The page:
U.S. women’s soccer stars discuss wage-discrimination complaint

U.S. women's soccer
TODAY
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Five star U.S. women’s soccer players are filing a wage-discrimination complaint against U.S. Soccer with the Equal Employment Opportunity Commission seeking equal pay with their male counterparts.

U.S. Olympic champions Carli LloydHope SoloAlex Morgan and Becky Sauerbrunn appeared on TODAY to discuss the move Thursday morning (video here). Megan Rapinoe was also involved in the complaint.

U.S. women are paid between $3,600 and $4,950 per game, while men receive $6,250 to $17,625. Women receive 44 percent of what their male counterparts earn for making the World Cup team, according to TODAY, citing the complaint.

“We’ve proven our worth over the years,” said Lloyd, whose hat trick propelled the U.S. to victory in the 2015 Women’s World Cup Final. “The pay disparity between men and women is just too large. We want to continue to fight. The generation of players before us fought, and now it’s our job to keep on fighting.”

Solo said “not much has changed” with regards to equal-pay issues in the decade-plus she’s been on the national team.

“We’ve continued to be told we should be grateful just to have an opportunity to play professional soccer,” Solo said. “It’s about equality. It’s about equal rights. It’s about equal pay.”

Their attorney, Jeffrey Kessler, said that players were told “it was irrational” when they asked for the same treatment as men’s players.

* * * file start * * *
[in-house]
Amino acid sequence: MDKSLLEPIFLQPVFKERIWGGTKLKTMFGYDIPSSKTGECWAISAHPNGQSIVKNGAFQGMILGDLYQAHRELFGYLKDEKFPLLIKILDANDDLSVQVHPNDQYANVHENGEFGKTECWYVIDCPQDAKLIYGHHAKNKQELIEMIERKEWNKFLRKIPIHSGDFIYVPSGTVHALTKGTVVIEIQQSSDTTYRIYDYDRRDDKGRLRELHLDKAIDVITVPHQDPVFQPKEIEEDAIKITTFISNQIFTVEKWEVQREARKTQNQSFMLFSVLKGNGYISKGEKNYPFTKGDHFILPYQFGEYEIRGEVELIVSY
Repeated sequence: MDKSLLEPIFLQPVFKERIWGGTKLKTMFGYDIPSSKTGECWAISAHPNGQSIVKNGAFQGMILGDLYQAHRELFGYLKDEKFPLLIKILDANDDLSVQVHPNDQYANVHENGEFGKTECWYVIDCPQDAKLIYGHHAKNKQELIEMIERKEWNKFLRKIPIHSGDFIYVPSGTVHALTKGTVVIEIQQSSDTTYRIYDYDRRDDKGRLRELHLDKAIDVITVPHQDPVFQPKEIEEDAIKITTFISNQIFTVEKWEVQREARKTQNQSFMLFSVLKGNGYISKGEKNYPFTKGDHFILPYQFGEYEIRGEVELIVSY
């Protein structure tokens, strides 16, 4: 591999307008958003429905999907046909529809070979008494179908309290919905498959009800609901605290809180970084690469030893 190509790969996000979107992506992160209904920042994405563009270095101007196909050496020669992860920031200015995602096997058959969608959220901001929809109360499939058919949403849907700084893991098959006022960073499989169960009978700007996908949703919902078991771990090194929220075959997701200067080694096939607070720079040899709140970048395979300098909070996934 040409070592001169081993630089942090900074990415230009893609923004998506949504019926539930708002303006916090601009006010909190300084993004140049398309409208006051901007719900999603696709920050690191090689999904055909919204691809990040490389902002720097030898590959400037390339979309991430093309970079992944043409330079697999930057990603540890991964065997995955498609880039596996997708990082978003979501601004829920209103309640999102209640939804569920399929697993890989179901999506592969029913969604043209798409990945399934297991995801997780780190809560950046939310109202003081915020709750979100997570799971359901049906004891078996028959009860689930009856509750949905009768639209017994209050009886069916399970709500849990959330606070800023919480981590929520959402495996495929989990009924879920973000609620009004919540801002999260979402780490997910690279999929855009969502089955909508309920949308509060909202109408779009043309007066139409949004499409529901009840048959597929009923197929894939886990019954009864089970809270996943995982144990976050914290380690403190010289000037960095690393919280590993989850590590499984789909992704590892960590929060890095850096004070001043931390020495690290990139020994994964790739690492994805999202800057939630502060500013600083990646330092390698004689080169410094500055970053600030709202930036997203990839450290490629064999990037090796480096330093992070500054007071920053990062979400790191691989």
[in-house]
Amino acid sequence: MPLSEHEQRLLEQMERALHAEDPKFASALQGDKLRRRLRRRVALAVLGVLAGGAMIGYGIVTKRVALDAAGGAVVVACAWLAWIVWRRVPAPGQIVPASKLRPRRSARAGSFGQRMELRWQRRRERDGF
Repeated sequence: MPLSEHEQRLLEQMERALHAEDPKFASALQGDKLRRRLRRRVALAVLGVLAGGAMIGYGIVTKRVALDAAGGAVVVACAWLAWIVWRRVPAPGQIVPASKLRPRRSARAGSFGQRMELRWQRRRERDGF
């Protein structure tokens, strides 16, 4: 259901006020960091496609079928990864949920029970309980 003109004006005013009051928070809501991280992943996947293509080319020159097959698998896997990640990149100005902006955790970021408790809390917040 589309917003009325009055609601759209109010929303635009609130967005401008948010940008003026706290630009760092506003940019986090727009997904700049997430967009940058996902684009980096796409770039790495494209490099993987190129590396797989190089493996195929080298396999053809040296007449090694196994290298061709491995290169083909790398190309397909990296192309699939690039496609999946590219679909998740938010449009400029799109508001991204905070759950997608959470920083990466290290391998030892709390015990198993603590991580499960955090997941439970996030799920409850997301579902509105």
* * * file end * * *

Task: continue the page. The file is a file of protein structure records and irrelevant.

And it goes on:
Morgan was asked by Matt Lauer if players would boycott games or strike.

“I think that’s why we’re here taking this action and filing this complaint,” Morgan responded ahead of the Rio Olympics, which begin Aug. 3 for women’s soccer. “Every single day we sacrifice just as much as the men. We work just as much. We endure just as much physically and emotionally. Our fans really do appreciate us every day for that. We saw that with the high last summer. We’re asking and demanding now that our federation, our employer really, step up and appreciate us as well.”

On TODAY, the players laughed when asked if they had heard from male players.

“I’m sure they are in support of us,” said Morgan, whose husband, Servando Carrasco, plays in MLS.

Kessler said that in 2015 the U.S. women’s national team made over $16 million for U.S. Soccer, while the men’s team caused a $2 million loss. Last year was a World Cup year for the women, but not for the men.

“We are disappointed about this action,” U.S. Soccer said in a statement. “We have been a world leader in women’s soccer and are proud of the commitment we have made to building the women’s game in the United States over the past 30 years.”

MORE: Carli Lloyd ranks Olympic final-winning goals, World Cup hat trick